Director Guy Ritchie’s latest cinematic project is a re-interpretation of the Knights of The Round Table and the mythology surrounding Excalibur, the magical sword of power and leadership.
Primarily buoyed by the press sneak peeks, which delivered what seemed to be exquisitely filmed sequences using a visual scheme that emphasized blue, grey and steel colors as well as lavish green landscapes, the initial impression made by King Arthur Legend of the Sword promised a visually impressive adventure with the kind of production art design that has become synonymous with big budget science fiction movies.
King Arthur stars twice Oscar-nominated Jude Law as King Vortigren, uncle of Arthur and brother to the slain King of Britain, Uther Pendragon, played nicely by Eric Bana (Hulk, Troy, Munich, Star Trek
, Time Traveler’s Wife and The Finest Hours). Arthur is portrayed by Charlie Hunnam, star of the successful seven-season TV series Sons of Anarchy. He also previously starred in Pacific Rim, a science fiction adventure film about giant robots built by humans to combat giant monsters invading our world (basically the Transformers meets Jurassic Park/Godzilla). Interestingly enough, Hunnam also starred several years earlier in a civil war drama, Cold Mountain (2003), with Jude Law and Nicole Kidman. Hunnam is extremely likable and down to earth as would-be leader of the fabled knights and legendary Camelot. He is flanked by The Mage (Astrid Berges- Frisbey) and Goosfat Bill (Aidan Gillen). The film’s cast is rounded by Djimon Hounsou, who plays the role of Bedivere, mentor and protector of Arthur, echoing an earlier role with Morgan Freeman in Robin Hood Prince of Thieves. Hounsou has previously starred in Gladiator, Eragon, Guardians of The Galaxy, Furious 7
and The Legend of Tarzan.
The movie is both a fresh look and should have been a nice break from Game of Thrones, a long running TV series about medieval knights, maidens in dungeons and rival kingdoms in a fantasy setting. It’s a safe bet to guess both Warner Brothers and the producers were looking to bring the already pre-existing fans of the sword and sorcerer genre and boost their box office with newcomers that have tired from the superhero genre, the superspy genre
and the NFS ace driver road mayhem genre.
Guy Ritchie, already a proven pro at managing modern-day humor and sly wit overlaid on a period piece was the obvious choice for helming this project. He was very successful with Sherlock Holmes (Robert Downey Jr. and Jude Law) and its sequel Game of Shadows. However Medieval England and Victorian-era Britain are two different worlds in the choice of social settings and banter.
King Arthur Legend of The Sword displays many delightful moments of comedy and camaraderie, for one instance there is an unmistakable Antman antics mechanics of our heroes relating certain events to each other.
All in all, however, given the scale of this production there does not seem to be enough action spectacular set pieces, most are front loaded at the beginning of the film, and for the climax and closer the movie lacks enough zest or punch. King Arthur reminded me a bit of Solaris (George Clooney) and the newest The Fantastic Four
adventure (Miles Teller and Kate Mara), both less than spectacular for different reasons.
Perhaps too much time in the film is spent on planning “the attack”, the scenes are overextended in what should have been a short screen time, creating a large middle part from The Princess Bride – “have fun storming the castle”.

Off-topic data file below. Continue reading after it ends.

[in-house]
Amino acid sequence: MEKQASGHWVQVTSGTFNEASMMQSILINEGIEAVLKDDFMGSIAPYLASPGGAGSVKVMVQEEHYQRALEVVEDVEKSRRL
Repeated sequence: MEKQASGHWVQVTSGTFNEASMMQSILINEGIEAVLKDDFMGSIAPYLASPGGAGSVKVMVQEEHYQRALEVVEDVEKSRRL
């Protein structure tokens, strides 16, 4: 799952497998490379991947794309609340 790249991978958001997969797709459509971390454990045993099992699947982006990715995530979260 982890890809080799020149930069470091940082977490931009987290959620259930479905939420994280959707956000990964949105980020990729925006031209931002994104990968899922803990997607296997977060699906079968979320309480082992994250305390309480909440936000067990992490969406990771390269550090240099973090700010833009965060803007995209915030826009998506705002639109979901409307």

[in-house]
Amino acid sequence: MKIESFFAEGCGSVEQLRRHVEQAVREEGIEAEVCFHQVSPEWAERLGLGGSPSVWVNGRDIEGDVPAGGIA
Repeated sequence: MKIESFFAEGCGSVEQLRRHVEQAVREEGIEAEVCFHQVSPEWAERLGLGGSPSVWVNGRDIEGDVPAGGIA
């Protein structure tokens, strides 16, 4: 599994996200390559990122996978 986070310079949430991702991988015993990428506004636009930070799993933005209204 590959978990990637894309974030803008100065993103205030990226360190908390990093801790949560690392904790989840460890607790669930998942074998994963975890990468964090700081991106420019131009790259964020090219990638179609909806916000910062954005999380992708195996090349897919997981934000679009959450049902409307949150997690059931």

Not enough mystique about the Knights of the Round Table, Merlin, Morgan La Fay and most importantly Excalibur? All of these threads were presumably held back from this movie in anticipation of the studio producing six additional movies. The result is a lackluster entry in a would-be series franchise kickstarter that cavitates without the most essential elements of a blockbuster summer movie in sufficient density - excitement, magic, romance or mystical qualities to qualify as legendary.
The movie suffers from polarized re-interpretation. On one hand it strains to present a very realistic setting of medieval England and London and attempts to relate the characters as present day persons; on the other hand it also steeps the main conflict in sorcery, fantastic dark forces beyond present day realism and straight into fantasy land.
In rewriting the story of King Arthur, director, scriptwriters and producers leave out any interesting twists and do not inject sufficient original material to make the adventure fresh and enticing to new and old audiences alike. The film is stripped down and the origin story of Arthur lacks majesty, power and passion. At times the movie felt like a military action adventure set in the Dark Ages of Europe with a band of soldiers in the barracks who are plotting a prison break.
Those powerful scenes and moments from the press peeks? There are very few additional instances in the film with beautiful enchanting vistas or panoramas. The production art design reveals itself gritty, muddy and somber and is much closer in visual style to The Fellowship of The Ring.
Still we believe some viewers will enjoy this unconventional retelling of the Arthurian legend simply from fatigue from long-running franchises and for novelty, at times it displays the kind of effort that succeeded in bringing back Westerns to the silver screen by milestone movie Silverado.
If you are a die-hard fan of traditional sword and lady faire adventures, of the legends of Camelot, the adventures of Robin Hood and the Crusades, the Musketeers and Renaissance Romance, you will undoubtedly overlook the shortcomings and the rather significant disconnect between the buzz and hype-promised adventure and the actual movie.